An important challenge for the geoscience community is developing engaging, accessible, and effective experiences within introductory courses, which are often gateways to geoscience majors. This study evaluates low-barrier-to-entry and flexible assignments focused on a pedagogical innovation: faculty replaced one of their usual course components (research paper, lab, etc.) with a Student-Produced Audio Narrative (SPAN) assignment. SPAN assignments require students to engage with geoscience content by telling a scientific story using simple audio-recording and production techniques. The hypothesis is that SPAN assignments will increase students’ personal connection to geoscience course content. The pilot study included 8 faculty and 693 students across a range of institution types, course structures, class sizes, and content topics during the control and implementation semesters. The study evaluated student responses to SPAN assignments both quantitatively, using a pre/post survey, and qualitatively, using semi-structured interviews. Survey results show that students experienced positive changes in the categories of personal relevance, sense of curricular innovation, and future intentions to study science. Interview results indicate that much of the increased senses of innovation and personal relevance came from the creativity and choice the students experienced during the SPAN assignment. Taken together, these results indicate that SPAN assignments are innovative to students and effective pedagogical tools that can positively change students’ perceptions of their learning environment and attitudes toward science.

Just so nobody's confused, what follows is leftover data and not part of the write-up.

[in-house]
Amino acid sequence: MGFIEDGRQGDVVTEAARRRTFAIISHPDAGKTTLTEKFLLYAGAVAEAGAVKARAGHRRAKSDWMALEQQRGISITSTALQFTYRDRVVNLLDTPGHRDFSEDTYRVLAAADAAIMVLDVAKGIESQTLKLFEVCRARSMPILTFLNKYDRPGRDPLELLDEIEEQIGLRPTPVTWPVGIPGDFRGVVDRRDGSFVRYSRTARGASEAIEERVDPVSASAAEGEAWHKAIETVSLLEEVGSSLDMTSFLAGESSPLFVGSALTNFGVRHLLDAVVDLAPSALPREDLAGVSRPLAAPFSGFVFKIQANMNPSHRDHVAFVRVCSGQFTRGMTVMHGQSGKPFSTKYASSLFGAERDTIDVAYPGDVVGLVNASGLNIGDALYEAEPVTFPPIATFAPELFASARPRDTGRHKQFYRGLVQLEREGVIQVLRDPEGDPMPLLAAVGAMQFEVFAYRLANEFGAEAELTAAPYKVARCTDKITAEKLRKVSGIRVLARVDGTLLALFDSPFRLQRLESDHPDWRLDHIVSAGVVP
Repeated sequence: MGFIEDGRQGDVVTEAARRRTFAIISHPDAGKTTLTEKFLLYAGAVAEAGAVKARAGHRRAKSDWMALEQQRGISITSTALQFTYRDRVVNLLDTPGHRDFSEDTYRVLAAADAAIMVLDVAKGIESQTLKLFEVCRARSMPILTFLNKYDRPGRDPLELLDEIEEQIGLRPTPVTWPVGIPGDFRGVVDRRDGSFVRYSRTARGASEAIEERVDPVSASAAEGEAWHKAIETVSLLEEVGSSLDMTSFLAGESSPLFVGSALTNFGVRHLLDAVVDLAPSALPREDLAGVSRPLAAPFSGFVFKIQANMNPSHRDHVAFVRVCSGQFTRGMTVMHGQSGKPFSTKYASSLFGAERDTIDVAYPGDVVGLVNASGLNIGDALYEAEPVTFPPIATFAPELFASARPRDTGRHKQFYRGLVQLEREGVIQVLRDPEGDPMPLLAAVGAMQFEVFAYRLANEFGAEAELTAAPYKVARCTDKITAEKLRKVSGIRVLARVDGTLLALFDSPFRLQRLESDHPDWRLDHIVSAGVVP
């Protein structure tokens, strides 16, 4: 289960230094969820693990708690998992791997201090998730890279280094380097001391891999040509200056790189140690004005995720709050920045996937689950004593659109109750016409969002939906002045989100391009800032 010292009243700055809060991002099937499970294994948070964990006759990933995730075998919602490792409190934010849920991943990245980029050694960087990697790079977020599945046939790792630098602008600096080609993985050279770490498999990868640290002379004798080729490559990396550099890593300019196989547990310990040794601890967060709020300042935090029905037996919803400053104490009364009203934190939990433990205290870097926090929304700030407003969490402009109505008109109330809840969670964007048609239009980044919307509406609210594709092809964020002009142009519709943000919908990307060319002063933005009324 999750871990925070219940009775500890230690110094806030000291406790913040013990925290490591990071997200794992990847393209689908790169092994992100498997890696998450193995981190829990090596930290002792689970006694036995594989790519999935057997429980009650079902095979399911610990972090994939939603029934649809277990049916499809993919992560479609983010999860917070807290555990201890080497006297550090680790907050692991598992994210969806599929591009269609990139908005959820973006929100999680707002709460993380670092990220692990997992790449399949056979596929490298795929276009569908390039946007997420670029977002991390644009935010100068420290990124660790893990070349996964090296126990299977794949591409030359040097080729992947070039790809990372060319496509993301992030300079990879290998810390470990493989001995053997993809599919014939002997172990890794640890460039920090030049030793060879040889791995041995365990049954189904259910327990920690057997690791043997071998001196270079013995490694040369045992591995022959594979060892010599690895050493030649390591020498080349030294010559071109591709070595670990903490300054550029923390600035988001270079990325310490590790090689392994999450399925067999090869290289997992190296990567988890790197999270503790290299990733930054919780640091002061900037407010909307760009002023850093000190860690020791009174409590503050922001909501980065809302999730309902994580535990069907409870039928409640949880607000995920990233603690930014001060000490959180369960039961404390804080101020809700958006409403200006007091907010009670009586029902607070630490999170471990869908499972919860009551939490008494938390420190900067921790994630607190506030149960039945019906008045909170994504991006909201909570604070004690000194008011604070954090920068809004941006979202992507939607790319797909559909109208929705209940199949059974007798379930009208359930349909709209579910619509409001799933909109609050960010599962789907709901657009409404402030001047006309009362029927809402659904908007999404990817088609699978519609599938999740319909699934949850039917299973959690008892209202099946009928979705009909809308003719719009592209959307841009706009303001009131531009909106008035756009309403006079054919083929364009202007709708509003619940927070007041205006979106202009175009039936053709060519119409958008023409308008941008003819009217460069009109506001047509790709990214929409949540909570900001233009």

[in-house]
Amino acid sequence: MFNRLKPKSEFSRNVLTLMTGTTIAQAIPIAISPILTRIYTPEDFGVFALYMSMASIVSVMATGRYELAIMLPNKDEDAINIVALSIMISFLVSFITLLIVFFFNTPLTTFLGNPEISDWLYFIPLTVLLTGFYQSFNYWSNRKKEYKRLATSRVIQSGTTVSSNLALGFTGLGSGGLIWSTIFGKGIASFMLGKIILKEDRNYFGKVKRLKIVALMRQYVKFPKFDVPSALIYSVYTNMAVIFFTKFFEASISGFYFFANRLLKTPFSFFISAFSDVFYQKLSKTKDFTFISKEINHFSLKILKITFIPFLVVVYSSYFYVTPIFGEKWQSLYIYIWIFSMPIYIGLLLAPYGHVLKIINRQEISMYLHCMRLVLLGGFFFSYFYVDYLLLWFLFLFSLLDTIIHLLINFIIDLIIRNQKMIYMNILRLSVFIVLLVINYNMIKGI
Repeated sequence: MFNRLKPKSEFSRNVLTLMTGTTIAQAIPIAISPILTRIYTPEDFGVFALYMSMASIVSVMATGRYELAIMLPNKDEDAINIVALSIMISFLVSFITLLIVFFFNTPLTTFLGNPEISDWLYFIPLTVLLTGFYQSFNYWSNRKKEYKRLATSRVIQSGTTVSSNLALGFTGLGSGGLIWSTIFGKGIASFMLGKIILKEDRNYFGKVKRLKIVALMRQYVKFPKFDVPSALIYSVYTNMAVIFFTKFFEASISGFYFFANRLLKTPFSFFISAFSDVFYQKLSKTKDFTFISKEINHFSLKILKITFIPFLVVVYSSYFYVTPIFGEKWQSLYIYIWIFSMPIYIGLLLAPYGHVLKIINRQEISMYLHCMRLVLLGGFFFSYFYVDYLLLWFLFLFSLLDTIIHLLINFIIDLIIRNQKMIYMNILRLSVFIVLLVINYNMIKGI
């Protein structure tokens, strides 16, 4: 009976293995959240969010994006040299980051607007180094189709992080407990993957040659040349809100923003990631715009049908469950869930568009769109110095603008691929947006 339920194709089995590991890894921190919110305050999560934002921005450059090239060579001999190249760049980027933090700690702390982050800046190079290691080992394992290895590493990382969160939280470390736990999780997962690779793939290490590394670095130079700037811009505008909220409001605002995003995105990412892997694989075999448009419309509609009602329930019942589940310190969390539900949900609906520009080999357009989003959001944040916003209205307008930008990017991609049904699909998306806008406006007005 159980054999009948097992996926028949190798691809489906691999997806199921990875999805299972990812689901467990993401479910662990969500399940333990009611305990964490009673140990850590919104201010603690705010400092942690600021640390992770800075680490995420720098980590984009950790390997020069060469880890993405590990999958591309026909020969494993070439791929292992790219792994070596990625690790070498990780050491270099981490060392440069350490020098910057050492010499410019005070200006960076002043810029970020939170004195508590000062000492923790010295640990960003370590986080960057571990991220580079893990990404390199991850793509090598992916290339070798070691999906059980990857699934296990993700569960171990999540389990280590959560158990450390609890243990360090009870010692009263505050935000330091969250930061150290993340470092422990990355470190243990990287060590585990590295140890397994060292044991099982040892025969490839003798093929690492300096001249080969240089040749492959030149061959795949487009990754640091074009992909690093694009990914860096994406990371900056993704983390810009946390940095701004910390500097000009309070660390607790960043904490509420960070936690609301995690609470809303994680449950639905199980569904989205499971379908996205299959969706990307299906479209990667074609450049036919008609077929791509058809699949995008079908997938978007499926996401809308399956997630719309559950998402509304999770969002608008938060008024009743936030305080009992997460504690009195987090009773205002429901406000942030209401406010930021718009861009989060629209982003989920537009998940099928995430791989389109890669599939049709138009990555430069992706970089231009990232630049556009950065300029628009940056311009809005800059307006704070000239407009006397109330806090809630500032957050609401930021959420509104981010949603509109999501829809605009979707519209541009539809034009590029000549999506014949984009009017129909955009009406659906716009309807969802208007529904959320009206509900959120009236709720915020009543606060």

All Science Journal Classification (ASJC) codes
- Earth and Planetary Sciences(all)